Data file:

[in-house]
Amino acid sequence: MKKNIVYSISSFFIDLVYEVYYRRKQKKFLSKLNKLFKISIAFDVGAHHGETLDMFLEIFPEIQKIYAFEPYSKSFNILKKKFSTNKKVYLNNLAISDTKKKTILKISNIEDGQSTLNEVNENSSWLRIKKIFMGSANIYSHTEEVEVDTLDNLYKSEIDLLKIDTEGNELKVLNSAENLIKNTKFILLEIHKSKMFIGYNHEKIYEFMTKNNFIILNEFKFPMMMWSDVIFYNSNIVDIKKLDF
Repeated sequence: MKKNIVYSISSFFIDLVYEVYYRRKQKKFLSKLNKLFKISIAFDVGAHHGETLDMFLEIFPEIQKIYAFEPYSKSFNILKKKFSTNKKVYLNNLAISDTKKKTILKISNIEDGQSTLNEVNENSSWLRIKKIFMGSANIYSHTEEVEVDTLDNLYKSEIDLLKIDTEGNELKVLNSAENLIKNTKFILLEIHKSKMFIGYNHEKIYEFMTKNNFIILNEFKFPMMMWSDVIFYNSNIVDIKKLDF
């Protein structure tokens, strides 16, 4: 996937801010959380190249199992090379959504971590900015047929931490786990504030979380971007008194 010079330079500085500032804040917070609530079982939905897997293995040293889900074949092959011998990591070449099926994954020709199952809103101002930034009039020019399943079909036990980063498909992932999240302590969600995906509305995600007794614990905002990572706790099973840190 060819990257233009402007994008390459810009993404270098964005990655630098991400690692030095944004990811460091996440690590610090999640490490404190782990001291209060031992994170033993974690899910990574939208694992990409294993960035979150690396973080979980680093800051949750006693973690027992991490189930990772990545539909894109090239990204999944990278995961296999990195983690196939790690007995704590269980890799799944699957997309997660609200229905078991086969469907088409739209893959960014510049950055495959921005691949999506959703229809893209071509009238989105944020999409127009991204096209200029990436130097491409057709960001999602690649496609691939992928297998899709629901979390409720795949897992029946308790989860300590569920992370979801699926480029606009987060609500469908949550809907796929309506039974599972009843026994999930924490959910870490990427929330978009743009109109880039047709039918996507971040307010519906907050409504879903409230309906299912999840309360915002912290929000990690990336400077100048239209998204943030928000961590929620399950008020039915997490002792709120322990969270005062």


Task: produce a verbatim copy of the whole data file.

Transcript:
[in-house]
Amino acid sequence: MKKNIVYSISSFFIDLVYEVYYRRKQKKFLSKLNKLFKISIAFDVGAHHGETLDMFLEIFPEIQKIYAFEPYSKSFNILKKKFSTNKKVYLNNLAISDTKKKTILKISNIEDGQSTLNEVNENSSWLRIKKIFMGSANIYSHTEEVEVDTLDNLYKSEIDLLKIDTEGNELKVLNSAENLIKNTKFILLEIHKSKMFIGYNHEKIYEFMTKNNFIILNEFKFPMMMWSDVIFYNSNIVDIKKLDF
Repeated sequence: MKKNIVYSISSFFIDLVYEVYYRRKQKKFLSKLNKLFKISIAFDVGAHHGETLDMFLEIFPEIQKIYAFEPYSKSFNILKKKFSTNKKVYLNNLAISDTKKKTILKISNIEDGQSTLNEVNENSSWLRIKKIFMGSANIYSHTEEVEVDTLDNLYKSEIDLLKIDTEGNELKVLNSAENLIKNTKFILLEIHKSKMFIGYNHEKIYEFMTKNNFIILNEFKFPMMMWSDVIFYNSNIVDIKKLDF
């Protein structure tokens, strides 16, 4: 996937801010959380190249199992090379959504971590900015047929931490786990504030979380971007008194 010079330079500085500032804040917070609530079982939905897997293995040293889900074949092959011998990591070449099926994954020709199952809103101002930034009039020019399943079909036990980063498909992932999240302590969600995906509305995600007794614990905002990572706790099973840190 060819990257233009402007994008390459810009993404270098964005990655630098991400690692030095944004990811460091996440690590610090999640490490404190782990001291209060031992994170033993974690899910990574939208694992990409294993960035979150690396973080979980680093800051949750006693973690027992991490189930990772990545539909894109090239990204999944990278995961296999990195983690196939790690007995704590269980890799799944699957997309997660609200229905078991086969469907088409739209893959960014510049950055495959921005691949999506959703229809893209071509009238989105944020999409127009991204096209200029990436130097491409057709960001999602690649496609691939992928297998899709629901979390409720795949897992029946308790989860300590569920992370979801699926480029606009987060609500469908949550809907796929309506039974599972009843026994999930924490959910870490990427929330978009743009109109880039047709039918996507971040307010519906907050409504879903409230309906299912999840309360915002912290929000990690990336400077100048239209998204943030928000961590929620399950008020039915997490002792709120322990969270005062």